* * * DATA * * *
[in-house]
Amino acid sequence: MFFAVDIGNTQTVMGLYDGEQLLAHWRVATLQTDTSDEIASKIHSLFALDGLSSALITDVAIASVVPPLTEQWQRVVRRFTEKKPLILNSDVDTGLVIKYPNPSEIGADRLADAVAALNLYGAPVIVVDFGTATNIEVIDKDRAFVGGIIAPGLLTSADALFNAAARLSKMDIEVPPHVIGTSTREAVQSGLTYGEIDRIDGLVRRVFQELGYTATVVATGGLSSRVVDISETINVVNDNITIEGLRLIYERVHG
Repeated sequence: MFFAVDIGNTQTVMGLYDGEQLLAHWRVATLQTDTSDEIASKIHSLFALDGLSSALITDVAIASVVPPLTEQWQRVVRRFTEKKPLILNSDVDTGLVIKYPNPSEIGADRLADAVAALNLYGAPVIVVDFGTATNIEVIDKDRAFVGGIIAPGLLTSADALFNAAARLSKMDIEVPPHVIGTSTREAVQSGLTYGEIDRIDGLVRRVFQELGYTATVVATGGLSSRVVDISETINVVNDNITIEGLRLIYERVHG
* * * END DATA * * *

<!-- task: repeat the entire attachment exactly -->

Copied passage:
[in-house]
Amino acid sequence: MFFAVDIGNTQTVMGLYDGEQLLAHWRVATLQTDTSDEIASKIHSLFALDGLSSALITDVAIASVVPPLTEQWQRVVRRFTEKKPLILNSDVDTGLVIKYPNPSEIGADRLADAVAALNLYGAPVIVVDFGTATNIEVIDKDRAFVGGIIAPGLLTSADALFNAAARLSKMDIEVPPHVIGTSTREAVQSGLTYGEIDRIDGLVRRVFQELGYTATVVATGGLSSRVVDISETINVVNDNITIEGLRLIYERVHG
Repeated sequence: MFFAVDIGNTQTVMGLYDGEQLLAHWRVATLQTDTSDEIASKIHSLFALDGLSSALITDVAIASVVPPLTEQWQRVVRRFTEKKPLILNSDVDTGLVIKYPNPSEIGADRLADAVAALNLYGAPVIVVDFGTATNIEVIDKDRAFVGGIIAPGLLTSADALFNAAARLSKMDIEVPPHVIGTSTREAVQSGLTYGEIDRIDGLVRRVFQELGYTATVVATGGLSSRVVDISETINVVNDNITIEGLRLIYERVHG